Ministers' Statements

Page 230

Katrina Nokleby Great Slave

Thank you, Mr. Speaker. Making strategic infrastructure investments that connect communities, expand the economy, and reduce the cost of living is a priority of this government. Infrastructure projects bring skills, training, and economic opportunities to our communities and their residents. Infrastructure plays a very important role in the longevity and health of the people of the Northwest Territories.

During the last Assembly, the government completed work on the Inuvik to Tuktoyaktuk Highway, with the grand opening occurring just two years ago. This award-winning project has had a huge impact on the region, helping to connect communities and increase the tourism potential of the Beaufort-Delta. This past September, construction began on another new highway project, the Tlicho All-Season Road, and today I am happy to provide Members with an update.

I am pleased to report that work on the Tlicho All-Season Road is both ahead of schedule and on budget. As of December, embankment construction had been completed for the first 36 kilometres, along with a number of culverts and drainage ditches. The project is scheduled for substantial completion by November 2021 and final completion in the fall of 2022.

When the Tlicho All-Season Road opens, this two-lane gravel highway will cover a distance of 97 kilometres and provide year-round access from Highway No. 3 to Whati. This project will help to connect communities, support employment and training opportunities, increase our territory's resiliency to climate change, and create new social and economic opportunities.

Already, we are seeing the benefits this project is having for our residents and communities. By December of 2019, close to 6,000 hours of cumulative training had already taken place through the Tlicho resident training program. This includes training in job readiness, heavy equipment operation, camp cooking, and first aid. As well, as of December 2019, 137 workers were working on site. Nearly half of these workers are Northwest Territories residents, including 35 percent who are Tlicho citizens. Approximately 40 percent of business contracts for this project have also gone to northern businesses.

The Government of the Northwest Territories is working closely with the Tlicho Government on this project. The Tlicho Government is an equity partner in North Star Infrastructure, with whom the GNWT has a public/private partnership, or P3, project agreement to design, build, finance, operate, and maintain the road. As demonstrated through projects such as the Mackenzie Valley Fibre Link, P3s can be a successful way to advance major projects while achieving the best value for money for the government and taxpayers.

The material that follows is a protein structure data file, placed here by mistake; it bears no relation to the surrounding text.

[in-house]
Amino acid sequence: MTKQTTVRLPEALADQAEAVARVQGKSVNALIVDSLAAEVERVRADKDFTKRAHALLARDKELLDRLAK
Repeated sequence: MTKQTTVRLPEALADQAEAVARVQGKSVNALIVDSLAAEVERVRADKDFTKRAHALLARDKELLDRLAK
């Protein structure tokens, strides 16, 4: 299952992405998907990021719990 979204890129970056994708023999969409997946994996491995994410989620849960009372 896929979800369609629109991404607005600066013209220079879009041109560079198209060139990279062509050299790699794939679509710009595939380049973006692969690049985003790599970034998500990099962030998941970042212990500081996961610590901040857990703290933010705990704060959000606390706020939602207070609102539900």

I am pleased to report that, in November, the Tlicho All-Season Road was one of five projects to be recognized by the prestigious Canadian Council for Public-Private Partnerships. As one of the first P3s in North America with an Indigenous government holding a cash-funded equity stake, the project won gold in the National Awards for Innovation and Excellence in Public-Private Partnerships. I would like to take this opportunity to congratulate our P3 partners, both the Tlicho Government and Kiewit Canada Development Company, on this significant achievement.

Investing in public infrastructure is a core responsibility of government that benefits our residents and supports economic development across the territory. In the long term, the Tlicho All-Season Road is expected to reduce the cost of living for the region and support new social opportunities, while helping to attract additional interest from industry in the exploration and development of natural resources.

This highway continues to be a priority for the Government of the Northwest Territories and the Tlicho. I will continue to provide updates as we progress through the project timelines, and I look forward to the day when our residents can drive to and from Whati all year round, not just during the winter. Thank you, Mr. Speaker.

Minister's Statement 18-19(2): Tlicho All-Season Road
Ministers' Statements

Page 230

The Speaker (Hon. Frederick Blake Jr) Frederick Blake Jr.

Thank you, Minister. Ministers' statements. Minister of Municipal and Community Affairs.

Minister's Statement 19-19(2): Northwest Territories Association of Communities Annual General Meeting
Ministers' Statements

Page 230

Paulie Chinna Sahtu

Mr. Speaker, today I'm pleased to share information on the NWT Association of Communities' upcoming annual general meeting and the specific training and networking opportunity for chiefs and mayors.